Syed Mubarak Shah Jilani had a dream. He wished that his hometown should develop like ganga-jamuni culture, which had an irresistible attraction for him. He was deeply in love with everything related to Urdu — its culture, literature and its classical writers.
Jilani counted many Urdu writers of the era, among his personal friends. He loved collecting and preserving books by Urdu writers. Overtime his collection of books and manuscripts kept with extreme care at his native village, Muhammadabad, Tehsil Sadiqabad, in district Rahim Yar Khan district, grew into a virtual treasure trove.
In 1926, he established Mubarak Library in Muhammadabad. The library stands to date, a reminder of the commitment and passion of its founder. It holds more than ten thousand volumes in Urdu, Persian, Arabic, Seraiki and a number of rare manuscripts.
Dr Abul Hasan Shah, a grandson of Mubarak Shah Jilani, looks after the treasure and receives visitors and research scholars to the library.
Mubarak Jilani wanted to initiate his son in the tradition. He sent him to Karachi where he mingled with some of the literary giants of his age. Anees Shah Jilani had the privilege of meeting, among others, Raees Ahmad Jafri, Raees Amrohvi, Shahid Ahmad Dehlavi, Niaz Fatehpuri, Ziaudddin Ahmad Barni, Hairat Shimlavi, Mahirul Qadri, and Zahida Hina.
Many of the writers had had cordial relations with his father, so that he was like a family member to them. He stayed with Raees Ahmad Jafri — a prolific writer and journalist. Anees Shah Jilani was treated with immense love and affection.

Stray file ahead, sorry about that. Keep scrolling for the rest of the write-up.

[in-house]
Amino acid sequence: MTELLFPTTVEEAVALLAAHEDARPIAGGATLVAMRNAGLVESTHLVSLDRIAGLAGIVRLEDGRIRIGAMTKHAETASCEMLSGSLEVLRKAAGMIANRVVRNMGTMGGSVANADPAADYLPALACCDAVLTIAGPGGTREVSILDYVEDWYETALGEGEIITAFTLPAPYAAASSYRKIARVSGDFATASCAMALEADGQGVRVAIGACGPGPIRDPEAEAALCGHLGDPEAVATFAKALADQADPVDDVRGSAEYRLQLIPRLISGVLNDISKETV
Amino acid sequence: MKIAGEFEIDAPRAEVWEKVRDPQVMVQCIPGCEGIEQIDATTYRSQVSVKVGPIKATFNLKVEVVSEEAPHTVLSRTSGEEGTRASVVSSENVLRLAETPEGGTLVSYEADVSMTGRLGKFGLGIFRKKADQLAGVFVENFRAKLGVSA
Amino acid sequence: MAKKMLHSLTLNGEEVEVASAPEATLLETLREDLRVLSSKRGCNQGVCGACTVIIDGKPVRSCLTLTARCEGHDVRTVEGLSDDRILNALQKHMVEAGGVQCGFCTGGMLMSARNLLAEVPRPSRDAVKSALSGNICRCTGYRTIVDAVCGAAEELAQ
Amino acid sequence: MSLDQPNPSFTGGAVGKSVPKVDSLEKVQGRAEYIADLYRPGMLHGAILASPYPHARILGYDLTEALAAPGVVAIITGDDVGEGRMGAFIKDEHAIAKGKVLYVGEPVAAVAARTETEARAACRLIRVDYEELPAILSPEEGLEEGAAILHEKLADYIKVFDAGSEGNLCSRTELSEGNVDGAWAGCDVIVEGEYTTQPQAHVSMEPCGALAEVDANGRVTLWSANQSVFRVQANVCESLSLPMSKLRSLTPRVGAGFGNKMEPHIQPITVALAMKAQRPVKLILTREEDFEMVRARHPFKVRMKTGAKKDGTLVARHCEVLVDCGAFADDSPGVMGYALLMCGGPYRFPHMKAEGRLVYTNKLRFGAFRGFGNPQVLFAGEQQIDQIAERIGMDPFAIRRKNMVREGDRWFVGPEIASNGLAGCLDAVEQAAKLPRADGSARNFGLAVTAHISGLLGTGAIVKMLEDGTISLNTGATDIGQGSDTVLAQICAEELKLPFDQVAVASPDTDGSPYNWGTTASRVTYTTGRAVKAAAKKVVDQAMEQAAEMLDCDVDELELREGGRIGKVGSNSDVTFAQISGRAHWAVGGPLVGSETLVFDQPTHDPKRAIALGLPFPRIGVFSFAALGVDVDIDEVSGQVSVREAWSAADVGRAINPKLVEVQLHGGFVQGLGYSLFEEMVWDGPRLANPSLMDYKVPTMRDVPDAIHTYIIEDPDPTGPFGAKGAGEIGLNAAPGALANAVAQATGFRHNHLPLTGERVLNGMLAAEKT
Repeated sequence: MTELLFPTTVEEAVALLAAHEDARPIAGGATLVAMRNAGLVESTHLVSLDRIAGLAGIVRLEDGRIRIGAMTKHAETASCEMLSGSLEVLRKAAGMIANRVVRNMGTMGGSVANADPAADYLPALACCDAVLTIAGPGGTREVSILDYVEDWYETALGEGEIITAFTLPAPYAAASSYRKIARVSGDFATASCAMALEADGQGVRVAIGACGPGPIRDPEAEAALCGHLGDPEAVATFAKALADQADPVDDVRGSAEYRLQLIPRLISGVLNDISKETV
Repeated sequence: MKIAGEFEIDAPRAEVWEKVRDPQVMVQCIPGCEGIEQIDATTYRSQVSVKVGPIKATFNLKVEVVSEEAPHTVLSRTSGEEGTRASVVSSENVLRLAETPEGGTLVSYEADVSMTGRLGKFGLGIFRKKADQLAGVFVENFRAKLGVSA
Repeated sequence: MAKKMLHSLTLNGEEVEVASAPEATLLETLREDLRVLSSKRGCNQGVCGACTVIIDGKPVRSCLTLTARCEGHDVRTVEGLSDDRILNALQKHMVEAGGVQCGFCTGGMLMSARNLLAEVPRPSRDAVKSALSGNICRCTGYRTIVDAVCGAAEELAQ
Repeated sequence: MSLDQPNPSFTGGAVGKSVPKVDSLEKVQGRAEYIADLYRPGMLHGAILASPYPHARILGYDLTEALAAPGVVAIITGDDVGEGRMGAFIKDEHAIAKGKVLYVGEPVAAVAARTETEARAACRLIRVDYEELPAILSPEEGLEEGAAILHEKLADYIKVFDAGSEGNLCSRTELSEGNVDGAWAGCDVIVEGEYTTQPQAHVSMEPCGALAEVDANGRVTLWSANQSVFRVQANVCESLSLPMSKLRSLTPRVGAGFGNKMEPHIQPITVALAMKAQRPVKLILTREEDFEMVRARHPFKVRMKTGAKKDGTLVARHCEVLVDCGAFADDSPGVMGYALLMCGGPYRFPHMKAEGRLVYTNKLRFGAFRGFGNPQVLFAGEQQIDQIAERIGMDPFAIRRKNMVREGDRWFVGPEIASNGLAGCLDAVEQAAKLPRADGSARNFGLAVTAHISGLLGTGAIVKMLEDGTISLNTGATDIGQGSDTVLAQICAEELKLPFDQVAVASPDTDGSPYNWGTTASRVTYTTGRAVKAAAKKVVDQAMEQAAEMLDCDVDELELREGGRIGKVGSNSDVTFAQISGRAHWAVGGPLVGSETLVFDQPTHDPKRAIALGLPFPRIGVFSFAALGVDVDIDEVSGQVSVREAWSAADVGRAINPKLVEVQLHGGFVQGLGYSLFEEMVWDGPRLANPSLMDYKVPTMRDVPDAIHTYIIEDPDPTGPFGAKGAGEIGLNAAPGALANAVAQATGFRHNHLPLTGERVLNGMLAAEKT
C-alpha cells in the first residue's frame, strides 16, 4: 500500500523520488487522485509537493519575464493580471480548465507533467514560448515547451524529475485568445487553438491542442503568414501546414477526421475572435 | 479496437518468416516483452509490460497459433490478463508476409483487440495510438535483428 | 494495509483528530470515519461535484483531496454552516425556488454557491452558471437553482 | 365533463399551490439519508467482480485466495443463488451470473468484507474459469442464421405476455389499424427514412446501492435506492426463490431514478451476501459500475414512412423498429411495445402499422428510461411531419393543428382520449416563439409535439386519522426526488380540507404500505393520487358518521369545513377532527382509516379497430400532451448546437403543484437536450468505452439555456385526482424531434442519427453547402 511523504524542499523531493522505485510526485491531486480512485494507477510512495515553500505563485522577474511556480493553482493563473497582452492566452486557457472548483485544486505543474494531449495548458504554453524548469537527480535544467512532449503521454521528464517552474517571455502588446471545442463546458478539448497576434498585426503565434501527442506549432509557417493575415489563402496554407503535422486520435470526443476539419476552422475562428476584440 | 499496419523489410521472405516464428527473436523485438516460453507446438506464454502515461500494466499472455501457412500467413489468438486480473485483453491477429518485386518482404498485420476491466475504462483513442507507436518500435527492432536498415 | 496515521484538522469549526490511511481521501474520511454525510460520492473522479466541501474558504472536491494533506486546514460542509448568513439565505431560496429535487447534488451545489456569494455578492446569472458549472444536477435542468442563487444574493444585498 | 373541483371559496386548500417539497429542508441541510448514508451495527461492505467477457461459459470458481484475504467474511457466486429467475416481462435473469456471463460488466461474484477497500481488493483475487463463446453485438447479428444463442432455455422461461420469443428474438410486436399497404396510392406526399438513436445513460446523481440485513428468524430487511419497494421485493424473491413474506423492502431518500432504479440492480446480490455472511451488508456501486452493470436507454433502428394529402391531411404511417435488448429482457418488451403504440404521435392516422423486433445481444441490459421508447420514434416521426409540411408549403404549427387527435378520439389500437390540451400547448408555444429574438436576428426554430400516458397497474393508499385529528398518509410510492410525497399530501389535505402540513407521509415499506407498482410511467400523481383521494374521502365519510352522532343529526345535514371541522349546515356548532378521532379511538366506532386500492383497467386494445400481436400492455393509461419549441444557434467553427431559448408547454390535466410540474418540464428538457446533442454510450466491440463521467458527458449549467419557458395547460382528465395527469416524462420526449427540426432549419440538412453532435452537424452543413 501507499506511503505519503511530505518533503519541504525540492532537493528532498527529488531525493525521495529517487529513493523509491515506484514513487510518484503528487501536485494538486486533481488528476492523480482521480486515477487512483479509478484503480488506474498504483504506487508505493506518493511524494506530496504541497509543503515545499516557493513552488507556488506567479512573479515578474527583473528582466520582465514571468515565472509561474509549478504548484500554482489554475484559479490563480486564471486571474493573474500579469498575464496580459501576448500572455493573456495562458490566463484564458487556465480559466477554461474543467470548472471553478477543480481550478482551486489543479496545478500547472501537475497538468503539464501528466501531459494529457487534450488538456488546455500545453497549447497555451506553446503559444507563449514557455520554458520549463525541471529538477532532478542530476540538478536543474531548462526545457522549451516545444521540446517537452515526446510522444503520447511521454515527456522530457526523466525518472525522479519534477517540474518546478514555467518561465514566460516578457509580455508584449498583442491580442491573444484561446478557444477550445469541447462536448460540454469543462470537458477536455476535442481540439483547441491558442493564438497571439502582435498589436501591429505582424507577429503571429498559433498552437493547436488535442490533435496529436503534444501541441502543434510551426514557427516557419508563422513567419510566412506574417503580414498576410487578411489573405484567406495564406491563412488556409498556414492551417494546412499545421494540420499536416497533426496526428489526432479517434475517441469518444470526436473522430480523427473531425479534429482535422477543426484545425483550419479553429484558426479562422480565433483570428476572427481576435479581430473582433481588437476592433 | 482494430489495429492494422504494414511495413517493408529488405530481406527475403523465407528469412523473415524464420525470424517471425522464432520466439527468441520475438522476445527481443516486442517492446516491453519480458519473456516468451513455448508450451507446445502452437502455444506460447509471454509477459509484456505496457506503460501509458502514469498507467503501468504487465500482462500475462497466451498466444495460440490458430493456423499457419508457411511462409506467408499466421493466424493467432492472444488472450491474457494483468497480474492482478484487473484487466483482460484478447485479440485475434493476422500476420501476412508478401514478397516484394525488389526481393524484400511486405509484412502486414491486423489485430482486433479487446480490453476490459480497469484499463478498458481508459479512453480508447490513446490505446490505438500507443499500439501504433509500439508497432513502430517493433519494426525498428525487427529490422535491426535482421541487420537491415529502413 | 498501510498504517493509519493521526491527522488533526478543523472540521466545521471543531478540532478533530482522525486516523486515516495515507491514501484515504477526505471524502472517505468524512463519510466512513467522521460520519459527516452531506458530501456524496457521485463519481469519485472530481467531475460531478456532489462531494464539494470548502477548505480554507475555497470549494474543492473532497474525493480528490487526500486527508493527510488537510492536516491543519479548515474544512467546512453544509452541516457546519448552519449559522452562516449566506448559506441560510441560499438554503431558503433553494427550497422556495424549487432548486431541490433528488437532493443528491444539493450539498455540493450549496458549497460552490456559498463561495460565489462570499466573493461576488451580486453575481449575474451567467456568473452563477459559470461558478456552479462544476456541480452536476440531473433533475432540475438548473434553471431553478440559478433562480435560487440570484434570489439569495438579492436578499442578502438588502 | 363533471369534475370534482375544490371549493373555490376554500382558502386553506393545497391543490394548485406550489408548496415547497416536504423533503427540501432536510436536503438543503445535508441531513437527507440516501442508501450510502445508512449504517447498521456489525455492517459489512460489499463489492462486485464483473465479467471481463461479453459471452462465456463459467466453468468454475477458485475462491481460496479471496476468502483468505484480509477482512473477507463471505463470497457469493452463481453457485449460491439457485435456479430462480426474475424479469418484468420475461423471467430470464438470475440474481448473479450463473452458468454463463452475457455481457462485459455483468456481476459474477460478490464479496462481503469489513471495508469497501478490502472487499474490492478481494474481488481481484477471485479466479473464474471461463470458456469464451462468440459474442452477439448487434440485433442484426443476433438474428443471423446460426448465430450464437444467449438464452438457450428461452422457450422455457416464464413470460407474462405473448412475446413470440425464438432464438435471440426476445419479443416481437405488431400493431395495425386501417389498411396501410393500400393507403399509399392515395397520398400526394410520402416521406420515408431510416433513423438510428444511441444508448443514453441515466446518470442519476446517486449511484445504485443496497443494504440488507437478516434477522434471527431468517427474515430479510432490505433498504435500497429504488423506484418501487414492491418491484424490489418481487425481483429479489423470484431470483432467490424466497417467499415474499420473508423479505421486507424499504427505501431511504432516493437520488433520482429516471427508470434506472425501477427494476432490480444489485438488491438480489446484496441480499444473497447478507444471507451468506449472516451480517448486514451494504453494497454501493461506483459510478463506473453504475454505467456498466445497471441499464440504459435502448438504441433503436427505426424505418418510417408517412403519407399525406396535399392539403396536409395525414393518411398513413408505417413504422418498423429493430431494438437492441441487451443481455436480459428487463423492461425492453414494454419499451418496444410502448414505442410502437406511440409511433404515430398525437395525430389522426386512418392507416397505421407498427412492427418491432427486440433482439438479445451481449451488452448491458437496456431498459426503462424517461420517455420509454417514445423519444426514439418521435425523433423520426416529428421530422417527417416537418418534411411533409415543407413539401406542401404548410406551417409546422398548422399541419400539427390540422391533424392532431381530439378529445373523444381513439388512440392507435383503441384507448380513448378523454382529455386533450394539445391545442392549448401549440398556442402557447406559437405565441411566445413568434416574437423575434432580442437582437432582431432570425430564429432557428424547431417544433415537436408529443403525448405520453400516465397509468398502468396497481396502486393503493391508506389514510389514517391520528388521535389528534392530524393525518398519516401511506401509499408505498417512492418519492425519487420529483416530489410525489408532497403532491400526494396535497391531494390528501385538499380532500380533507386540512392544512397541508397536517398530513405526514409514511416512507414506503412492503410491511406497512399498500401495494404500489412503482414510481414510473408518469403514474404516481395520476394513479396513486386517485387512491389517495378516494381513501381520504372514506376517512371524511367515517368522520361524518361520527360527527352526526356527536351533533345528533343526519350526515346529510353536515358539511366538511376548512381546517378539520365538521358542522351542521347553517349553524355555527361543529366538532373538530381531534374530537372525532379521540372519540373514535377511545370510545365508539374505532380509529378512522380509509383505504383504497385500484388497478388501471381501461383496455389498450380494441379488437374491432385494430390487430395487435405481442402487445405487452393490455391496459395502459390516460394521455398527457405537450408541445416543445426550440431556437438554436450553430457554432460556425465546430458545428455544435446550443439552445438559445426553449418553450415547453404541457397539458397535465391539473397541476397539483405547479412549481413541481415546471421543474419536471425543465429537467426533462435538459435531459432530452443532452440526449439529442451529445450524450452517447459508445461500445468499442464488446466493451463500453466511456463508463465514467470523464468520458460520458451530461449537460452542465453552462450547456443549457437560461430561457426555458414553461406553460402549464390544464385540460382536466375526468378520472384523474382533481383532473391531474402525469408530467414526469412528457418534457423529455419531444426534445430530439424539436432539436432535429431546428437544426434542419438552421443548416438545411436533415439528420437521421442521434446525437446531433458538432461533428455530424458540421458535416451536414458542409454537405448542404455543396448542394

Anees Shah Jilani was much more than an illustrious father’s son. But his interest in classical Urdu and Seraiki literature caused him a huge following.
Admi Ghaneemat Hai and Admi Admi Antar — two of his books which have been published in one volume recently — testify his being a marvelous writer with a unique style. The volume contains twelve sketches of the people with whom he interacted over the years. His portrayal of his father, Mubarak Shah Jilani, is candid and frank.
Raees Ahmad Jafri, too, was a father-figure to him. Another important piece is a peep into the life and times of Raees Amrohvi — a a stylist as well as a popular poet.
Niaz Fatehpuri, the unflappable rationalist and scholar and the editor of Nigar comes alive, in his writing. Fatehpuri, who vehemently attacked the obscurantist clerics, was accused of being a heretic. He didn’t budge an inch from his stand. After 1947, he landed in Karachi where Anees Jilani became friends with him and came to admire him as a genuine scholar and a fine human being.
The book also contains write-ups on Zahida Hina, Maulana Ghulam Rasool Mehr, and Shahid Ahmad Dehlvi — all prominent writers. To me the most revealing pieces are about Abdul Majeed Hairat Shimlavi, a scholar who for many years was bed-ridden due to illness; and Qazi Ahsan Ahmad Shujabadi, the religious scholar.
Shujaabadi was a fiery orator and a sympathiser of Majlis-e-Ahrar. The booklet titled, Admi Admi Antar contains short snippets which Anees Shah Jilani must have drawn from his autograph book.
Anees Shah Jilani was a brilliant prose writer. His letters to many of his contemporaries are a great read primarily on account of his mastery of Urdu prose. He has more than thirty books in Urdu and Seraiki.
Admi Ghaneemat Hai and Admi Admi Antar
Author: Syed Anees Shah Jilani
Publisher: Fazlee Sons Urdu Bazaar, Karachi